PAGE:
SQL Authentication from outside domain

Discussion in 'ASP .Net Security' started by Anthony Benbrook, Feb 11, 2004.

  1. Hello

    I've read many articles on this subject, but most seem to be concerned
    with integrated security. I'm shooting for basic SQL Authentication

    I have an IIS server on a standalone machine on our network; not part
    of the domain. My ASP.NET application has a connection string to a
    SQL Server on the domain. The connection string uses a login/password
    for a basic SQL Authentication account. Attempting to connect with
    this conn string produces the fabled "SQL server does not exist or
    access denied" error.

    Meanwhile, I am also unable to connect to this SQL server as a locally
    logged in user from Enterprise Manager etc. UNLESS I use Windows
    Explorer to navigate to the SQL Server's file-share, and log in with a
    domain account when prompted. I am then able to connect via
    Enterprise Manager. Magic!

    My understanding is that by logging into the file share with the
    domain account, I am establishing a trust between the standalone
    machine and the domain machine. This allows access to the SQL server
    in the context of the local non-domain user. (Using the same SQL
    Authentication login/password in the conn string)

    The question is, how can I establish this same trust for my ASPNET
    worker process so that it might access the SQL Server with the conn
    string?

    This is only for development purposes, and needn't be the cleanest or
    most secure solution. I would like to avoid adding the IIS machine to
    the domain.

    Thanks for any info or clarification!
    Tony
     
    Anthony Benbrook, Feb 11, 2004
    #1
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  2. Anthony Benbrook

    Ken Schaefer Guest

    What type of authentication mode are you using on your SQL Server:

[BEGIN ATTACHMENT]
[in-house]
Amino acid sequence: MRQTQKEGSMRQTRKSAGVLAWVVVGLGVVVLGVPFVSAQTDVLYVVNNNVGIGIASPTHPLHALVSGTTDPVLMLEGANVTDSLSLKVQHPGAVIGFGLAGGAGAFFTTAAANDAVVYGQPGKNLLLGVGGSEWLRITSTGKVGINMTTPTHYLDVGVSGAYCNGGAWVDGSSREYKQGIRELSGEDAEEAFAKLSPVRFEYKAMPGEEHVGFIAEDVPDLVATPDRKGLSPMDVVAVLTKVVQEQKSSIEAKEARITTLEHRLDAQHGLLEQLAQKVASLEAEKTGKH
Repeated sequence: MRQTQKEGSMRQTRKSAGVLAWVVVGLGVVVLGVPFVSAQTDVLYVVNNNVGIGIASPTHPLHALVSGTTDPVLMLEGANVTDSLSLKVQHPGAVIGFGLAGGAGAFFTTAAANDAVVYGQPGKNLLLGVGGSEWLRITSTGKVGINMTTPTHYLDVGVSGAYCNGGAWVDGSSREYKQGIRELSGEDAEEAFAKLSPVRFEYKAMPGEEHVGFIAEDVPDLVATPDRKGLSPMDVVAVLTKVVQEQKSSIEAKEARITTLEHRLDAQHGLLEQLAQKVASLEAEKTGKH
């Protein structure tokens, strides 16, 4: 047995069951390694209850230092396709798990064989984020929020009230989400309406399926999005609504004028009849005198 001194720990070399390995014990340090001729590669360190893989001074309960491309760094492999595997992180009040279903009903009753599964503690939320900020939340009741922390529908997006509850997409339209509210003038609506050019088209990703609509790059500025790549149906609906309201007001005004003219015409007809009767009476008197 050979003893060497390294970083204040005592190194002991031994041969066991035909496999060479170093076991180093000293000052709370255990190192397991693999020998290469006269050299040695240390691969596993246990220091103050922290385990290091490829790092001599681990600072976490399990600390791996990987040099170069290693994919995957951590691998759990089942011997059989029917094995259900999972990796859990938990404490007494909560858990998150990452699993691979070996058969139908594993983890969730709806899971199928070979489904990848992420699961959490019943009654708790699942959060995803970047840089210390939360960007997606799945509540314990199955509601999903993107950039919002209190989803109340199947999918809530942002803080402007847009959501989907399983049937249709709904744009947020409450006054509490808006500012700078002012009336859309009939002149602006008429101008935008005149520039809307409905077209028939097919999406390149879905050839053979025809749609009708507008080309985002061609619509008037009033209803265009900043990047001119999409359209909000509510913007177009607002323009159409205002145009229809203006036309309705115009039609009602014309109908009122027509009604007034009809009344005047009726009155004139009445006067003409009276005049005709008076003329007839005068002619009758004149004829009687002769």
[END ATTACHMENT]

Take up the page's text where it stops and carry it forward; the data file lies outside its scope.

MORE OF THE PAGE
Integrated Windows? or Mixed Mode?
    What netlib is the ASP.Net application using to connect to the SQL Server?
    TCP/IP? (or something else)?

    Cheers
    Ken

    "Anthony Benbrook" <> wrote in message
    news:...
    : Hello
    :
    : I've read many articles on this subject, but most seem to be concerned
    : with integrated security. I'm shooting for basic SQL Authentication
    :
    : I have an IIS server on a standalone machine on our network; not part
    : of the domain. My ASP.NET application has a connection string to a
    : SQL Server on the domain. The connection string uses a login/password
    : for a basic SQL Authentication account. Attempting to connect with
    : this conn string produces the fabled "SQL server does not exist or
    : access denied" error.
    :
    : Meanwhile, I am also unable to connect to this SQL server as a locally
    : logged in user from Enterprise Manager etc. UNLESS I use Windows
    : Explorer to navigate to the SQL Server's file-share, and log in with a
    : domain account when prompted. I am then able to connect via
    : Enterprise Manager. Magic!
    :
    : My understanding is that by logging into the file share with the
    : domain account, I am establishing a trust between the standalone
    : machine and the domain machine. This allows access to the SQL server
    : in the context of the local non-domain user. (Using the same SQL
    : Authentication login/password in the conn string)
    :
    : The question is, how can I establish this same trust for my ASPNET
    : worker process so that it might access the SQL Server with the conn